A plan for a roundabout at a five-way intersection in downtown Ossining is facing pushback from some business owners and the chamber of commerce.
Earlier this month, village trustees approved a $500,000 bond to finance the construction of a roundabout at the intersection of Spring, Main, Brandreth streets and Central Avenue. The roundabout would replace the traditional intersection and traffic signals.
Construction is set to begin this summer, according to Mayor Victoria Gearity.
Gearity said improvements to the intersection are “long overdue” and cited a number of benefits a roundabout would provide over a conventional intersection. She said it would eliminate long-term expenses related to traffic light upgrades and provide safer traffic flow for cars and crosswalks for pedestrians. A roundabout would also create opportunities to expand seating and open space in the heart of the village’s downtown, she said.
But opponents of the roundabout, including the Greater Ossining Chamber of Commerce, believe it would have a negative impact on the village.
“We’re really concerned about the effect a roundabout will have on the shopping district and really on economic development,” said Gayle Marchica, president of the chamber.
In response to a recently passed resolution, the chamber is collecting signatures in hopes of forcing a public vote on the proposed taxpayer-funded bond.
“We kind of got backed into a corner on this,” said John Girolamo, public relations director for the chamber. “This is the only way to stop it. We don’t want a referendum. We don’t want to spend the money on that, but it has to happen.”
In order to force a public referendum, the petition must gain 2,146 signatures — or 20 percent of the village’s registered voters — by the end of February.
“If this is what the public wants, then let the public decide,” Marchica said.
Gearity said that while she appreciates citizen engagement and passion, a referendum could cost the village thousands of dollars.
“The referendum might sound attractive to some, but it will cost additional taxpayer dollars,” the mayor said. “If the result of the referendum is to defund the project, it means there will be no upgrade to that intersection this summer at all and likely, we will be stuck with a substandard intersection for a couple of years.”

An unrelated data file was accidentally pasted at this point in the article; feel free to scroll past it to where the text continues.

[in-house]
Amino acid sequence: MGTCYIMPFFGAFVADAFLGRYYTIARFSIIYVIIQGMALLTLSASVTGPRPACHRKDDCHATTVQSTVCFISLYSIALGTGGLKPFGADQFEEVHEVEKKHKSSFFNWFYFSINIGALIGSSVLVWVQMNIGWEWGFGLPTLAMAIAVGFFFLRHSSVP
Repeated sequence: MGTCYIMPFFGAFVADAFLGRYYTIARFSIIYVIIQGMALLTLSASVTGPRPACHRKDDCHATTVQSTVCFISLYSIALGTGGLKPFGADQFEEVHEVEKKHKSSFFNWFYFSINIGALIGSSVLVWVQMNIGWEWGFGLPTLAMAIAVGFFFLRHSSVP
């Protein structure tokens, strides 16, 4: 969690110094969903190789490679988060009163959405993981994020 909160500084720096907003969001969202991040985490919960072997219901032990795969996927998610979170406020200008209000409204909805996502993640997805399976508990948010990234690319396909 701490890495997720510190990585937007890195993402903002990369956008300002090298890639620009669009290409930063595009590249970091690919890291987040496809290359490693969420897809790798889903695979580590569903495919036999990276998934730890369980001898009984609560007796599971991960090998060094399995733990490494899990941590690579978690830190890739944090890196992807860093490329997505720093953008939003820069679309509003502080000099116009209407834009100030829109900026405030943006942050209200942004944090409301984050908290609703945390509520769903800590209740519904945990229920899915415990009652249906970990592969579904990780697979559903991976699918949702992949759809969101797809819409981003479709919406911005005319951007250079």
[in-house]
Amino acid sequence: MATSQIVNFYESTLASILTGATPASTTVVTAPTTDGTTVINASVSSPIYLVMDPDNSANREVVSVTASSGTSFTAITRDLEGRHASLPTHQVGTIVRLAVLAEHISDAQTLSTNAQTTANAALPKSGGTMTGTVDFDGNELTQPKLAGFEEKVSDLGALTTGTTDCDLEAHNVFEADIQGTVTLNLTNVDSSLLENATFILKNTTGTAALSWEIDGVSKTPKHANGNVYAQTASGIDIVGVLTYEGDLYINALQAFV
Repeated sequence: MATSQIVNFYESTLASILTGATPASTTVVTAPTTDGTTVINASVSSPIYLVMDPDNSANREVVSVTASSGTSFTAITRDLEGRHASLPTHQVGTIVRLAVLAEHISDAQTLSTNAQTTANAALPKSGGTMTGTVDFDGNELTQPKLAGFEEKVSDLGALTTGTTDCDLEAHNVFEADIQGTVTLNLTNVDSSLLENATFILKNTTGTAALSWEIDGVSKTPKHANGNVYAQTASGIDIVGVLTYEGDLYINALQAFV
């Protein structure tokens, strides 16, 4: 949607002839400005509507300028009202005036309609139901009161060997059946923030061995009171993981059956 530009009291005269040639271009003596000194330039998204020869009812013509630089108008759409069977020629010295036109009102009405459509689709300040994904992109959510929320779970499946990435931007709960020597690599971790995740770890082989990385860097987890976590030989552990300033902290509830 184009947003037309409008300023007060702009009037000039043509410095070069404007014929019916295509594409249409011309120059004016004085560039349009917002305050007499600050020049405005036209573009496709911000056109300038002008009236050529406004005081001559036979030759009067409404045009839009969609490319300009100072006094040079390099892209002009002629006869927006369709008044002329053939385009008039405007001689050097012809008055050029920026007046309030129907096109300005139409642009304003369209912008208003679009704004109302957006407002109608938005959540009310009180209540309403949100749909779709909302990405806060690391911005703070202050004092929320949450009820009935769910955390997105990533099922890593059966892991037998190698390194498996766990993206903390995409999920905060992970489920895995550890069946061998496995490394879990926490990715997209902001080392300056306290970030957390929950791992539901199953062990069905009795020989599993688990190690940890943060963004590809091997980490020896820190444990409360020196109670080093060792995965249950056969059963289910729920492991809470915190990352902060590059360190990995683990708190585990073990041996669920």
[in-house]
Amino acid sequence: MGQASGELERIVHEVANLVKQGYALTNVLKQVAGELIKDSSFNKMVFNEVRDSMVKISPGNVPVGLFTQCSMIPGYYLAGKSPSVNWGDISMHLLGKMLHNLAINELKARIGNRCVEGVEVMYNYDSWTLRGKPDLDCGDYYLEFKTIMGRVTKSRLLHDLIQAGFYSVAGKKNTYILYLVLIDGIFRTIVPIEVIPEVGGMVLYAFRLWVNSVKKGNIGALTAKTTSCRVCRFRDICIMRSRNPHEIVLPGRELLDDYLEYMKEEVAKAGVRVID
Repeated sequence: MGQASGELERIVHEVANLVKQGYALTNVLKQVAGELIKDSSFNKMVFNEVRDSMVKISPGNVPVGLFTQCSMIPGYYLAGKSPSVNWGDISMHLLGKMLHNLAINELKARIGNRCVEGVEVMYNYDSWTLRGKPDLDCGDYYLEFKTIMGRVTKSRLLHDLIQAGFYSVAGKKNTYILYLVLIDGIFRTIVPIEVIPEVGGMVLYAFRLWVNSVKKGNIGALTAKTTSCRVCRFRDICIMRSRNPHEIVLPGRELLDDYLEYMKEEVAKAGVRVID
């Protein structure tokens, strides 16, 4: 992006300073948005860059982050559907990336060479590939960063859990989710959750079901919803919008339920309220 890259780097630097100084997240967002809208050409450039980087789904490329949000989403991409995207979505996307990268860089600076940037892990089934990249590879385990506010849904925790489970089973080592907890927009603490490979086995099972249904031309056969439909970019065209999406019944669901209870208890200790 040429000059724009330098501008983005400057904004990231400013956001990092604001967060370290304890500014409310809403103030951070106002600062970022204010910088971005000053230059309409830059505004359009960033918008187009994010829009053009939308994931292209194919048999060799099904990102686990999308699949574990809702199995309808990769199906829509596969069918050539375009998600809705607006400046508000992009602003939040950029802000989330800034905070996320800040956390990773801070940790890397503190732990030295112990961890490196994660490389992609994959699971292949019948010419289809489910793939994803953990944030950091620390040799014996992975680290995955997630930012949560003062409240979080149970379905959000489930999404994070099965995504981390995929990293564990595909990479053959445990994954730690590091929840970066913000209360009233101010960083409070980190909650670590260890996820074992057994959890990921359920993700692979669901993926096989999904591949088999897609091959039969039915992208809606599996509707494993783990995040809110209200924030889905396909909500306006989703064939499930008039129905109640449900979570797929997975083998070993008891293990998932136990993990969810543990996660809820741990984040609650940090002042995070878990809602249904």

Marchica claimed that a roundabout is in conflict with the village’s comprehensive plan, which was designed to foster business growth and economic development downtown.
“Business owners like it when traffic stops,” Marchica said. “We don’t want to be so friendly about car traffic, we want people traffic.”
Marchica also cited pedestrian safety and traffic concerns, especially for large trailers and fire trucks entering the roundabout, in the chamber’s opposition to the roundabout.
However, Gearity said the roundabout’s design will ensure “ample room” for all large vehicles and trucks with trailers.
The $500,000 bond’s approval follows a 3-2 vote by the village’s board of trustees in November to move forward with construction of the roundabout.
“I’m not against the roundabout per se, I’m against the process by which the decision has been made,” said Kaja Gam, owner of Kaja Gam Design at 127 Main St. “This should have been part of the comprehensive plan, which it hasn’t been, and we have some real concerns that it will be fragmenting downtown.”
The roundabout’s potential effect on parking is chief among the concerns of Val Tana, co-owner of VaZa Salon at 137 Main St.
“It’s going to be cutting out parking right in front of our businesses,” Tana said. “Also, along with many other businesses downtown, we’re not for it because we want to make sure that people who come to Ossining actually come here and don’t drive past it.”
Gearity said that while the roundabout’s design will alter the parking layout in downtown Ossining, the result will be a net increase in available spots.
Another concern regarding the roundabout is its estimated cost. Some business owners and residents believe the $500,000 price tag, which the village received from an outside consultant, seems far too low to cover the construction.
“I think it’s totally unrealistic,” Gam said. “I don’t think the village has done enough research and study to really warrant us to take out a $500,000 bond.”
Interim Village Manager Paul Fraioli said at the Feb. 1 board meeting that if costs related to the roundabout exceeded the bond amount, the village would look to other revenue streams to cover those costs.
Construction is expected to last around four months, which some believe could have an adverse effect on businesses.
“For us in our infancy, four months could destroy us,” said Kathryn Corena, owner of First Village Coffee, which opened its doors at 123 Main St. in September. “Two weeks could destroy us. It’s that tenuous in the beginning.”
Still, Corena said she does not believe village officials would enter into a decision to construct a roundabout lightly.
“I see merit on both sides,” she said. “It’s going to be a disruption. It’s going to be a pain for my customers to get here, but it could be a very long-term gain, so I don’t want to be shortsighted.”